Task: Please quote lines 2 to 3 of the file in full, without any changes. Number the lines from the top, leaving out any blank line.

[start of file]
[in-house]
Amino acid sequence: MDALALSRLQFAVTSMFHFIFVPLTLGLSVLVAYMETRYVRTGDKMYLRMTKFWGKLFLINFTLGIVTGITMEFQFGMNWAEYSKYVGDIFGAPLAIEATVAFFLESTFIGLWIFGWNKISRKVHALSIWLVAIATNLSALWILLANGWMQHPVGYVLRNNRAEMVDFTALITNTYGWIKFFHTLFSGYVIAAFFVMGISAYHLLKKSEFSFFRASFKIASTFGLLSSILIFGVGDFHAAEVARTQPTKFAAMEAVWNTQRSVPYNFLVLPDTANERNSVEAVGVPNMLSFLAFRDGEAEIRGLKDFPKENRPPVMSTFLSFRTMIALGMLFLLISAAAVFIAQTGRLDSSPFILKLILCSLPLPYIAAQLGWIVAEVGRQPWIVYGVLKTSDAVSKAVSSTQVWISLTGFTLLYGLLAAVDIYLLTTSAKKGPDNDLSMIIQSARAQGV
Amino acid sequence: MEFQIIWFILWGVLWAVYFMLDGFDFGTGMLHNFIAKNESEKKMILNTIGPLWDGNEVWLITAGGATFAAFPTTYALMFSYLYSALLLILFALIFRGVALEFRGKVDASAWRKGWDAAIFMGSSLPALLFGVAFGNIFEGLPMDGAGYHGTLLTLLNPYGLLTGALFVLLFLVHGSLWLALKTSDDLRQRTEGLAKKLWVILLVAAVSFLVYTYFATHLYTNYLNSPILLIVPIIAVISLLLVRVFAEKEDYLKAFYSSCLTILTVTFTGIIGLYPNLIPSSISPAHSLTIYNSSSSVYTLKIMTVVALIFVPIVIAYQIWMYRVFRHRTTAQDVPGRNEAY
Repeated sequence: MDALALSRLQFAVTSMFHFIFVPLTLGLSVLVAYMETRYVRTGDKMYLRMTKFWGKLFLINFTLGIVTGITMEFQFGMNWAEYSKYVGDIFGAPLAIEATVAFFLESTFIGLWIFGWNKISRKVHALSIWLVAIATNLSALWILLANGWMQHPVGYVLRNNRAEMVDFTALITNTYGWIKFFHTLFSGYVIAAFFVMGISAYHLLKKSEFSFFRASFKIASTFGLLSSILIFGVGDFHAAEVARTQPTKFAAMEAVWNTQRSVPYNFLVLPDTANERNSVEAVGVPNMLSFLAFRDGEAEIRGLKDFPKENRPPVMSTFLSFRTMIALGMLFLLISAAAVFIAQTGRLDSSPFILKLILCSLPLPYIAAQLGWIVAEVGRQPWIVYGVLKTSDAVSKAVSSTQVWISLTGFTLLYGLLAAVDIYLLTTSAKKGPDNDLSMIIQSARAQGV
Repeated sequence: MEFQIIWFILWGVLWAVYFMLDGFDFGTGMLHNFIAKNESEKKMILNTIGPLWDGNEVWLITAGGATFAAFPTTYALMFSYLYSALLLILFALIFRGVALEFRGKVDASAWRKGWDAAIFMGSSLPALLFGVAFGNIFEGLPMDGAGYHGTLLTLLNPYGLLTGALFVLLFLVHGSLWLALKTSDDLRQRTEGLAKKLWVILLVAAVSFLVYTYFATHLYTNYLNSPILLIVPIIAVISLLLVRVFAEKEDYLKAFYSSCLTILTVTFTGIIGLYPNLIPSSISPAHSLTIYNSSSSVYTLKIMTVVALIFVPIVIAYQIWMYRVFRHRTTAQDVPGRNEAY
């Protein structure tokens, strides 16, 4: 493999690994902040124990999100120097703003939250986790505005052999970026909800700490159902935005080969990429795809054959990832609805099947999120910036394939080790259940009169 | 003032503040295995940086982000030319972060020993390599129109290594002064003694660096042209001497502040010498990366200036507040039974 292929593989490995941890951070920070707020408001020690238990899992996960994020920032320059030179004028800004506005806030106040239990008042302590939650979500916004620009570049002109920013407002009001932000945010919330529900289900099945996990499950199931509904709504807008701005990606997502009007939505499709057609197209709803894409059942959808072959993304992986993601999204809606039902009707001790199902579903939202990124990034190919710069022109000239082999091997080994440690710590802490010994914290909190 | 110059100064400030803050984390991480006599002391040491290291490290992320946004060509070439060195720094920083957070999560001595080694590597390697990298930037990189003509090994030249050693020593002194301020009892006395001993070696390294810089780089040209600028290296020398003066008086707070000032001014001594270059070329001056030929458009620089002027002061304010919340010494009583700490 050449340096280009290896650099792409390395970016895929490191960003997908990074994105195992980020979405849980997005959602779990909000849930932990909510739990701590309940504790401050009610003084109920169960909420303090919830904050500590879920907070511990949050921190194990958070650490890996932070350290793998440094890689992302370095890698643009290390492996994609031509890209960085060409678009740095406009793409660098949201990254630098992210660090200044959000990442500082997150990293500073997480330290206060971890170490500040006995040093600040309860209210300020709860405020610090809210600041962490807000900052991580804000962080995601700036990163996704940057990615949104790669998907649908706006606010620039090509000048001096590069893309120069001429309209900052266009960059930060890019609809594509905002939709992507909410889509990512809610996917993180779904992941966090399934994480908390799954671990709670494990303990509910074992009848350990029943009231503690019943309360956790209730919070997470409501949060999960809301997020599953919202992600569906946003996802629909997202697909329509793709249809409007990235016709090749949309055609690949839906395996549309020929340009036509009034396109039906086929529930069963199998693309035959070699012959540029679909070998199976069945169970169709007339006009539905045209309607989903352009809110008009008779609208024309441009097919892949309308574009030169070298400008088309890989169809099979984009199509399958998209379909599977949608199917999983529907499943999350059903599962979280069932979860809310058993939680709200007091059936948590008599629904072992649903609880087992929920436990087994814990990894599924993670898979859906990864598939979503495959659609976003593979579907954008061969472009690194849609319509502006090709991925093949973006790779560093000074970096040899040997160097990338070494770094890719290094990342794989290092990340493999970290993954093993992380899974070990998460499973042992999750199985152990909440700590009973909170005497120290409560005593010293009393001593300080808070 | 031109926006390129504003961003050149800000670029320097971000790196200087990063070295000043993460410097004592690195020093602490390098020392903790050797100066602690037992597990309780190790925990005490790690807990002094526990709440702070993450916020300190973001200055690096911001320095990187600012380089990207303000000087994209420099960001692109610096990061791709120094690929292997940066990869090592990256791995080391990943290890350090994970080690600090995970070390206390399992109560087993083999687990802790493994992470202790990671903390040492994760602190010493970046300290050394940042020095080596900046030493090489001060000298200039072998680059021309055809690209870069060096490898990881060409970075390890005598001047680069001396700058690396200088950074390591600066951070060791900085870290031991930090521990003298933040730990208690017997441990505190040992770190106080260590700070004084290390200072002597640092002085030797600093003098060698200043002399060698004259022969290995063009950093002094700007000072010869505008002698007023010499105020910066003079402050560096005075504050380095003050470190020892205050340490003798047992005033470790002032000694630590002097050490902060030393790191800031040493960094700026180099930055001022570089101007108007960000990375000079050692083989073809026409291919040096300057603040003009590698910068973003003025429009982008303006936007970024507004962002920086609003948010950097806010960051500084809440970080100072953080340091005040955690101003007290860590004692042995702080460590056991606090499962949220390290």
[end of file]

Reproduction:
Amino acid sequence: MDALALSRLQFAVTSMFHFIFVPLTLGLSVLVAYMETRYVRTGDKMYLRMTKFWGKLFLINFTLGIVTGITMEFQFGMNWAEYSKYVGDIFGAPLAIEATVAFFLESTFIGLWIFGWNKISRKVHALSIWLVAIATNLSALWILLANGWMQHPVGYVLRNNRAEMVDFTALITNTYGWIKFFHTLFSGYVIAAFFVMGISAYHLLKKSEFSFFRASFKIASTFGLLSSILIFGVGDFHAAEVARTQPTKFAAMEAVWNTQRSVPYNFLVLPDTANERNSVEAVGVPNMLSFLAFRDGEAEIRGLKDFPKENRPPVMSTFLSFRTMIALGMLFLLISAAAVFIAQTGRLDSSPFILKLILCSLPLPYIAAQLGWIVAEVGRQPWIVYGVLKTSDAVSKAVSSTQVWISLTGFTLLYGLLAAVDIYLLTTSAKKGPDNDLSMIIQSARAQGV
Amino acid sequence: MEFQIIWFILWGVLWAVYFMLDGFDFGTGMLHNFIAKNESEKKMILNTIGPLWDGNEVWLITAGGATFAAFPTTYALMFSYLYSALLLILFALIFRGVALEFRGKVDASAWRKGWDAAIFMGSSLPALLFGVAFGNIFEGLPMDGAGYHGTLLTLLNPYGLLTGALFVLLFLVHGSLWLALKTSDDLRQRTEGLAKKLWVILLVAAVSFLVYTYFATHLYTNYLNSPILLIVPIIAVISLLLVRVFAEKEDYLKAFYSSCLTILTVTFTGIIGLYPNLIPSSISPAHSLTIYNSSSSVYTLKIMTVVALIFVPIVIAYQIWMYRVFRHRTTAQDVPGRNEAY